HSA account balances may be used to fund care for a spouse and/or dependent children. Expenses are allowed for anyone who is eligible to be listed as a dependent on the primary account holder’s tax return. Qualified medical expenses for your spouse and dependents you claim on your tax return (assuming they are also covered by your health plan) are eligible for tax-free distribution treatment. It is important to note that even though a dependent is eligible to be covered under your high deductible health plan, they may not be eligible for tax-free distributions from your HSA if they claim themselves as a dependent on their own tax return.
Timing of payments
All qualifying expenses are eligible so long as the expenses occur after establishing the account. The balance in your account does not have to be large enough to cover the expense at the time it was incurred. In this manner a hospitalization or other large expense can be reimbursed after the fact if an account balance is run to zero but is still being funded.
Funding your HSA
Contributions to your account may be made by pretax salary deferral. This can be set up during your annual enrollment period as a simple way to begin to invest pretax dollars.
Additional and ongoing contributions may be at any time outside of salary deferral and in most cases may be deducted from taxable income.
Many employers offer incentives in the form of direct payments to an HSA to encourage participation in health and wellness programming.
Your account may also be funded via a one-time tax-free rollover from an IRA. The amount to rollover is limited by annual contribution limits, but this can serve as an effective way to jump-start investing.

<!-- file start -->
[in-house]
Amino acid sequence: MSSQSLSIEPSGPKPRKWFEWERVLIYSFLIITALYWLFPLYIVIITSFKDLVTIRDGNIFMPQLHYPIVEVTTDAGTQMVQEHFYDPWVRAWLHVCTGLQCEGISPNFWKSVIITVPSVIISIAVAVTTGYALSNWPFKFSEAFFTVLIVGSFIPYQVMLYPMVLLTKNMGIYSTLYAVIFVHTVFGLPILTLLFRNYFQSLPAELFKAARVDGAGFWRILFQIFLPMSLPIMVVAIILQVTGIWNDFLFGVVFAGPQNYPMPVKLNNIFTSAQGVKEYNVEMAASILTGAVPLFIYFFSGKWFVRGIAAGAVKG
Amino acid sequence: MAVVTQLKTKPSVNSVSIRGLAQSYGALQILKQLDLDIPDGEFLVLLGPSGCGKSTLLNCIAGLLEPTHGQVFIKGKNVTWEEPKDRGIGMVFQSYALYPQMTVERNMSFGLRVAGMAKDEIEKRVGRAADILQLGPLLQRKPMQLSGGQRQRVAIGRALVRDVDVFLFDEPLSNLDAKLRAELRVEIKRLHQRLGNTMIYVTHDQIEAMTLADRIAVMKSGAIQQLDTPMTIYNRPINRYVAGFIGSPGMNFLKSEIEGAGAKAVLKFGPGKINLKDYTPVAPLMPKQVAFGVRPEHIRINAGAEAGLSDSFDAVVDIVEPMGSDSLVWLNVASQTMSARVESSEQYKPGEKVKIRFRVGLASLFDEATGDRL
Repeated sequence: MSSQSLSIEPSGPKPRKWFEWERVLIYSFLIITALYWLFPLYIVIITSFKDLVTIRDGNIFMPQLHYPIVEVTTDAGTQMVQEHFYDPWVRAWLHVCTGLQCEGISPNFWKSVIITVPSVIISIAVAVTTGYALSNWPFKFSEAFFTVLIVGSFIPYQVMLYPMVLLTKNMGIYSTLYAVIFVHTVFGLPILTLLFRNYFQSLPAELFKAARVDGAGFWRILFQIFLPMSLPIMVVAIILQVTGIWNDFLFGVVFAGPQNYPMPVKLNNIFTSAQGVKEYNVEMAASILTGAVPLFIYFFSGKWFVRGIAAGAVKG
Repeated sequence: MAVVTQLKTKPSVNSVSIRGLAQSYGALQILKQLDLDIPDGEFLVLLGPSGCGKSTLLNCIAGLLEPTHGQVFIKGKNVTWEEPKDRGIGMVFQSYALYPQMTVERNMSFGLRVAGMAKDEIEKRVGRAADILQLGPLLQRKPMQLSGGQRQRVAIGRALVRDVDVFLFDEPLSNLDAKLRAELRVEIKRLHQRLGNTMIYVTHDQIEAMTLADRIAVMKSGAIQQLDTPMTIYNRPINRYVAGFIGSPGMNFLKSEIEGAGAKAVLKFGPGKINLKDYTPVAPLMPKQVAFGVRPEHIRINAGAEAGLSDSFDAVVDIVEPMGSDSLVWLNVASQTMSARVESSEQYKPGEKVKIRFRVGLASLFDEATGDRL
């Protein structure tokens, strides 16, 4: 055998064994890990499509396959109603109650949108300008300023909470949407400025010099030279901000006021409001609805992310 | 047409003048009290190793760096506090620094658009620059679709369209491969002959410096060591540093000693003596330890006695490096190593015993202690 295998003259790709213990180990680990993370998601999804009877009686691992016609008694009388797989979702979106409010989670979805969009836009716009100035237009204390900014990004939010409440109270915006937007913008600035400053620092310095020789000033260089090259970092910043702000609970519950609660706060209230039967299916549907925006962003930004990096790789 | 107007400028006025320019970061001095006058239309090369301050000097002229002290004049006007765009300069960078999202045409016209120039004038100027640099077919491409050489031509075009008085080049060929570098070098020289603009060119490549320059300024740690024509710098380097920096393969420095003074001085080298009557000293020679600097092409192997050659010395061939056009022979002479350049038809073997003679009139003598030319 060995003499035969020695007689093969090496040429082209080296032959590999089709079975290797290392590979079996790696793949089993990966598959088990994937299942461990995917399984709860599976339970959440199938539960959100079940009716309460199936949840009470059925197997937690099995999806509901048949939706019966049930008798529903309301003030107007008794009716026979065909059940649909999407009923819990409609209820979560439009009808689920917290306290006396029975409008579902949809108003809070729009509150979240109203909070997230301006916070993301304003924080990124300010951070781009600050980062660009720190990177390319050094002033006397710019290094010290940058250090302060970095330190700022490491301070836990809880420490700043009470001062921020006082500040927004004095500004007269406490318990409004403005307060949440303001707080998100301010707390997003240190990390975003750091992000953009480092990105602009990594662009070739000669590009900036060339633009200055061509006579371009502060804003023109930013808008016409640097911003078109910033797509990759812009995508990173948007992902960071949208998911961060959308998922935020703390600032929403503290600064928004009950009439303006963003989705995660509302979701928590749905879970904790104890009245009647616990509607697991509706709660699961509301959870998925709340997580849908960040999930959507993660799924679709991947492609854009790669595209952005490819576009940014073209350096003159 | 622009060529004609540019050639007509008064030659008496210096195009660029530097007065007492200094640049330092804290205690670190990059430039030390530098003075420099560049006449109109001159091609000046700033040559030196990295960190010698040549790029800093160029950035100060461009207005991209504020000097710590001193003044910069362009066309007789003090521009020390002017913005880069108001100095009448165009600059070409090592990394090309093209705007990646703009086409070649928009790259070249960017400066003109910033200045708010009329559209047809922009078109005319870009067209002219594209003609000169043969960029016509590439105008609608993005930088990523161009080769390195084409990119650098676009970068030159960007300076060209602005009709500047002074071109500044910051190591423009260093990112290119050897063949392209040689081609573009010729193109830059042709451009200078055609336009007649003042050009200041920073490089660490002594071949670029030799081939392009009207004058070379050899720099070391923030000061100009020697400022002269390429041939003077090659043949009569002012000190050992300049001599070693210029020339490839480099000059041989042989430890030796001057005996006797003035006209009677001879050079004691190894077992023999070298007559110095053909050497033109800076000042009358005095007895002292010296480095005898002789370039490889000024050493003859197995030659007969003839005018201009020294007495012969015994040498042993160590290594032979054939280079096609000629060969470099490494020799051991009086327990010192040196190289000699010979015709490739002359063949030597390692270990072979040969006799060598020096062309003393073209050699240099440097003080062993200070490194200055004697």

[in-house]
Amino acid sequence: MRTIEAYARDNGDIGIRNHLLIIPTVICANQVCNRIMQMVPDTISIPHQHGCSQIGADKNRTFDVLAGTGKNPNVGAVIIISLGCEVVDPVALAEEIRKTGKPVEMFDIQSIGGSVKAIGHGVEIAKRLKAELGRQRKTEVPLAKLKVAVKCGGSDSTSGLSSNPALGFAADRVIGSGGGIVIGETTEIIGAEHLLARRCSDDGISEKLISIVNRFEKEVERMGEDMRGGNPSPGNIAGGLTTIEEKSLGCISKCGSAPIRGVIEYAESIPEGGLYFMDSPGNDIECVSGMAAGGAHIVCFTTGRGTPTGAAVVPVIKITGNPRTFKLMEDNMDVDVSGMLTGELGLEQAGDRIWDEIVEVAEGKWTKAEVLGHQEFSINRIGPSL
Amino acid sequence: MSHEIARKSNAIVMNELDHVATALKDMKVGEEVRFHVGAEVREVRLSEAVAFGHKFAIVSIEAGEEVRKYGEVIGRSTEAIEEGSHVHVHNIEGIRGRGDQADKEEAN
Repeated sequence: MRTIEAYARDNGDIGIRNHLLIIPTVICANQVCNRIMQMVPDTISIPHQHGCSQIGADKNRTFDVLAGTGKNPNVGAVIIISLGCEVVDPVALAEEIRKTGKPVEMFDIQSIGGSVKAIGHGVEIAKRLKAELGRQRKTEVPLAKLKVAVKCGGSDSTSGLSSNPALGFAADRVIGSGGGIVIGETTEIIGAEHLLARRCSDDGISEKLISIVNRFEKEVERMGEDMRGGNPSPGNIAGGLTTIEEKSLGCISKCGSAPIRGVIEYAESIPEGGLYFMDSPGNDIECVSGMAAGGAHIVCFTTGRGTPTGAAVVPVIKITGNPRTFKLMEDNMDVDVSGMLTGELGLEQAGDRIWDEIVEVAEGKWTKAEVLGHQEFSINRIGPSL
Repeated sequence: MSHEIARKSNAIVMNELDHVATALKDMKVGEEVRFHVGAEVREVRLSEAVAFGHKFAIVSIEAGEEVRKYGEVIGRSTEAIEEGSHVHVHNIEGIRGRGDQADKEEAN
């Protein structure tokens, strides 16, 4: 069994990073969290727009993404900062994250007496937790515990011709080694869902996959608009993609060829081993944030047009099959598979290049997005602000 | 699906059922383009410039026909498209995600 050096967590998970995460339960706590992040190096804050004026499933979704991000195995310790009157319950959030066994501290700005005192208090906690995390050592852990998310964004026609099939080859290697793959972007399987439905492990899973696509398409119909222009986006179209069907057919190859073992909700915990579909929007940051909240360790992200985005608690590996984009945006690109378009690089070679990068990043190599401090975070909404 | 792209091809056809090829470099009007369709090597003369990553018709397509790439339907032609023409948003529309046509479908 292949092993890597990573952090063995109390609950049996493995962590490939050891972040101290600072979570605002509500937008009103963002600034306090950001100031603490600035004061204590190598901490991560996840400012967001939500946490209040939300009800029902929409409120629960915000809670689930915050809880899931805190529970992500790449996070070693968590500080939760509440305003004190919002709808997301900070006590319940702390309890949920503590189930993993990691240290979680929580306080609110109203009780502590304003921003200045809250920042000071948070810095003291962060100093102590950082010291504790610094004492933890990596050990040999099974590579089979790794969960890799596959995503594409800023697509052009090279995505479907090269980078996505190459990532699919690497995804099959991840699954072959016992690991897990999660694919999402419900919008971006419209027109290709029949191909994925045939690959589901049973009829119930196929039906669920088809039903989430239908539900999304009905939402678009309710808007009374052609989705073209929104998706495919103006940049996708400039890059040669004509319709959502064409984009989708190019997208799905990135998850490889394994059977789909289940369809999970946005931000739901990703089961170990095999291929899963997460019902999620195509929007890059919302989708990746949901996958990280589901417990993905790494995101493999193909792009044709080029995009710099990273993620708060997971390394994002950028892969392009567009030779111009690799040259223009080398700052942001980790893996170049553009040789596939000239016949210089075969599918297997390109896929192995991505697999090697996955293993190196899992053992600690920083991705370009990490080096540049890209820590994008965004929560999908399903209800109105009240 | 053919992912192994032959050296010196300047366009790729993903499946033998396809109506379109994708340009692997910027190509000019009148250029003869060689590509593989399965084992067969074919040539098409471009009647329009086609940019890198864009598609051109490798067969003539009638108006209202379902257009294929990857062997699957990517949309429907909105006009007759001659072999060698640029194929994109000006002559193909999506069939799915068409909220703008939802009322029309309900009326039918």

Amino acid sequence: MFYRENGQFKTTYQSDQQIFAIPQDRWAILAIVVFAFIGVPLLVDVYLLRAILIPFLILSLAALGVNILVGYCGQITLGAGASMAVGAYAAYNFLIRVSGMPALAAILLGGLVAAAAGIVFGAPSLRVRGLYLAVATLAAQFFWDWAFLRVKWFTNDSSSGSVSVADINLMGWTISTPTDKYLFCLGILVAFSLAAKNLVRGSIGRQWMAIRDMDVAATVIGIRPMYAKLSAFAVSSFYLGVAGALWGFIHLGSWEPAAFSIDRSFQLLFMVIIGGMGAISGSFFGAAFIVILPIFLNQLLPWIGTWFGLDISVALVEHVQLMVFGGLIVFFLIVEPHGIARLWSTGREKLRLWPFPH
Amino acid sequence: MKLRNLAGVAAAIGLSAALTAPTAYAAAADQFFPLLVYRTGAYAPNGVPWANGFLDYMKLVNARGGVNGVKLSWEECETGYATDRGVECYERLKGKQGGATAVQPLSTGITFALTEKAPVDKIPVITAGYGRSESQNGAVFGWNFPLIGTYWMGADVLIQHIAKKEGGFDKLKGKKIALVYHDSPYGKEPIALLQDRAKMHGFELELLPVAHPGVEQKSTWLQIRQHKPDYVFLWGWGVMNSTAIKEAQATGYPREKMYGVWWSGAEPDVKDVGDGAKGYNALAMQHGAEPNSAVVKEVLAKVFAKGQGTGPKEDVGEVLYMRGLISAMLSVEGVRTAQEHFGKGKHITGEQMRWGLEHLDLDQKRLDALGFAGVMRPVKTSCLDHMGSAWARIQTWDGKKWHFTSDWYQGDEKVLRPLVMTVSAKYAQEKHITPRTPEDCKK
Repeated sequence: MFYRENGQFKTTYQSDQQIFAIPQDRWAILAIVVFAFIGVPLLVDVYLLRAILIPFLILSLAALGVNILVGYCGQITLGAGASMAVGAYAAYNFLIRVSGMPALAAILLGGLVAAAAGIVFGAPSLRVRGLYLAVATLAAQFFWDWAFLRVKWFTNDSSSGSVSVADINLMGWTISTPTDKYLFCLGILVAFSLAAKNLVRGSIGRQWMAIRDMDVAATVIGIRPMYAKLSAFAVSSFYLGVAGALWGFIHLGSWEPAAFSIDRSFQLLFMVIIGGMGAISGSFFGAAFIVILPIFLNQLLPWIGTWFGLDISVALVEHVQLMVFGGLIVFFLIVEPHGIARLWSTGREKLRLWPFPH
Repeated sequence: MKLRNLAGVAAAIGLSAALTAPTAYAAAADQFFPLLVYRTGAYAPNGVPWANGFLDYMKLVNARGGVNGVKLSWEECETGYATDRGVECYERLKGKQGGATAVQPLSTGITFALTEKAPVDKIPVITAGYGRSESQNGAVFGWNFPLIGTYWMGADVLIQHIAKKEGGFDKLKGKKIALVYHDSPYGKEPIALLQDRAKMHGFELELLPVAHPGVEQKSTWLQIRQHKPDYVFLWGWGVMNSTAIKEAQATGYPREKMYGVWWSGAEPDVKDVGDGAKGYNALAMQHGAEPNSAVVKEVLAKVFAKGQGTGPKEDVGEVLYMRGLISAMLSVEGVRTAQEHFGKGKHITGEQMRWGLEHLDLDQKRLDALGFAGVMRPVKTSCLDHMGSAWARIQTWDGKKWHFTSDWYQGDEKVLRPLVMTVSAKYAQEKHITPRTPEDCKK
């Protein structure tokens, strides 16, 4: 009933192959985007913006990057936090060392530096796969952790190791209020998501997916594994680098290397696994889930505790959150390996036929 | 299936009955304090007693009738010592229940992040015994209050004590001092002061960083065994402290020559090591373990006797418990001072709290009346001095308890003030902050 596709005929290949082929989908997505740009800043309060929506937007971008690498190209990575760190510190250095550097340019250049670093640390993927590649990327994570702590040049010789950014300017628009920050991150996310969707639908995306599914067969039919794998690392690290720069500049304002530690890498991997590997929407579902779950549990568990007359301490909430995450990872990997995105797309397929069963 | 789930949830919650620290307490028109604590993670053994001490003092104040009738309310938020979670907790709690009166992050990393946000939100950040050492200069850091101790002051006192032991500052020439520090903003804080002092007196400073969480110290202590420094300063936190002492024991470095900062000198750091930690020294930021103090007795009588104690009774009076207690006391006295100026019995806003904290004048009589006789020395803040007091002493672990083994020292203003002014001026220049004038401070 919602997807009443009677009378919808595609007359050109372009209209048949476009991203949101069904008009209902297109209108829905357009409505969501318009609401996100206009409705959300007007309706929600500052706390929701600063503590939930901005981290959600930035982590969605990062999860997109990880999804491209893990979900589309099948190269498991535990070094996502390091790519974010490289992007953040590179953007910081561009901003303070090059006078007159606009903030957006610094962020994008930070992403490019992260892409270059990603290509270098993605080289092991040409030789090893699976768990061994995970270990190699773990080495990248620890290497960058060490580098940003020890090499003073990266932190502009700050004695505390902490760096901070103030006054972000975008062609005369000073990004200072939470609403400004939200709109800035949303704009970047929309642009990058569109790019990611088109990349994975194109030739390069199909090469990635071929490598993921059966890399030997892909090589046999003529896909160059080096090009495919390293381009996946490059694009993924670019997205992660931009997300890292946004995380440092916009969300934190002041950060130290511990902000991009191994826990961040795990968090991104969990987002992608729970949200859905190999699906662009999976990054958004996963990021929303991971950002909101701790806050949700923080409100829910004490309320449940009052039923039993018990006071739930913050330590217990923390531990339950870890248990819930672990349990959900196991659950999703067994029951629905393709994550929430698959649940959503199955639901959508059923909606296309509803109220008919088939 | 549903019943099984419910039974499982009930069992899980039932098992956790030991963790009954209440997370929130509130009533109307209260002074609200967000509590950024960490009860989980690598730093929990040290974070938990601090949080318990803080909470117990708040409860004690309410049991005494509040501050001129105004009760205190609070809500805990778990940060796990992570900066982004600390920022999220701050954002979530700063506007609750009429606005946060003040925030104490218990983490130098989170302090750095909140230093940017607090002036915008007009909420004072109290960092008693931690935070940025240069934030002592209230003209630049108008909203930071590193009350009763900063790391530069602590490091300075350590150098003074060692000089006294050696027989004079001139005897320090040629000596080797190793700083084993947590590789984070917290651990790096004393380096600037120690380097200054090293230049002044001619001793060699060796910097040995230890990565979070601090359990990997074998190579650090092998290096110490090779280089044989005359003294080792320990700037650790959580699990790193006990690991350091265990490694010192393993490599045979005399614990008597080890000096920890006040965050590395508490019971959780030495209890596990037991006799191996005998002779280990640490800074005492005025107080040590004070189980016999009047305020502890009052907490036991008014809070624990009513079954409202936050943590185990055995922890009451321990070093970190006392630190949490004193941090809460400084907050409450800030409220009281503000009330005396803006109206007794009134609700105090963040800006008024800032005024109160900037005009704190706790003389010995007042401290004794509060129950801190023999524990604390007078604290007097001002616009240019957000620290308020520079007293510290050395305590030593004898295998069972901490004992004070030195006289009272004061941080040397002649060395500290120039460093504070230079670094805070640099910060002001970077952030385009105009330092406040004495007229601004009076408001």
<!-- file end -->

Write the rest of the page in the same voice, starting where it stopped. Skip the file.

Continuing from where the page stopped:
Age 65 and beyond
Following Medicare enrollment, you are no longer eligible to contribute to an HSA, but may continue to fund your care with HSA dollars, including paying for long-term care and Medicare premiums.
For added flexibility, seniors are allowed withdrawals from their account for nonqualifying expenses after age 65. These are available without a penalty but will trigger normal income tax.
Catching up after a late start
Even with the late start, a 50-year-old can build a meaningful reserve within an HSA prior to Medicare enrollment.
When the maximum amount is invested each year, balances can grow to over $200,000 in the 15 years prior to Medicare eligibility.
HSA balance at age 50
Catch-up contributions beginning at
age 55 ($1,000 annually)
Balance at age 65
This projection is helped by investment growth of 5.5%
If an account holder passes away prior to exhausting the balance in their HSA, the surviving spouse is eligible to inherit the account. They may continue to use the balance of the account with the same benefits and restrictions as the account holder. However, if passed on to a nonspousal beneficiary, the benefits will be subject to tax.
- Review your benefit elections annually, using online tools to project cost
- Consider saving in an HSA and systematically saving the maximum contribution over time to build flexibility for the future
- Leverage the power of time to boister your resources across all your employee benefits
Read more from our RBC Wealth Insights report Taking control of health care in retirement
1. Rev. Proc. 2017-37: Tax forms and instructions, IRS.gov, 2017.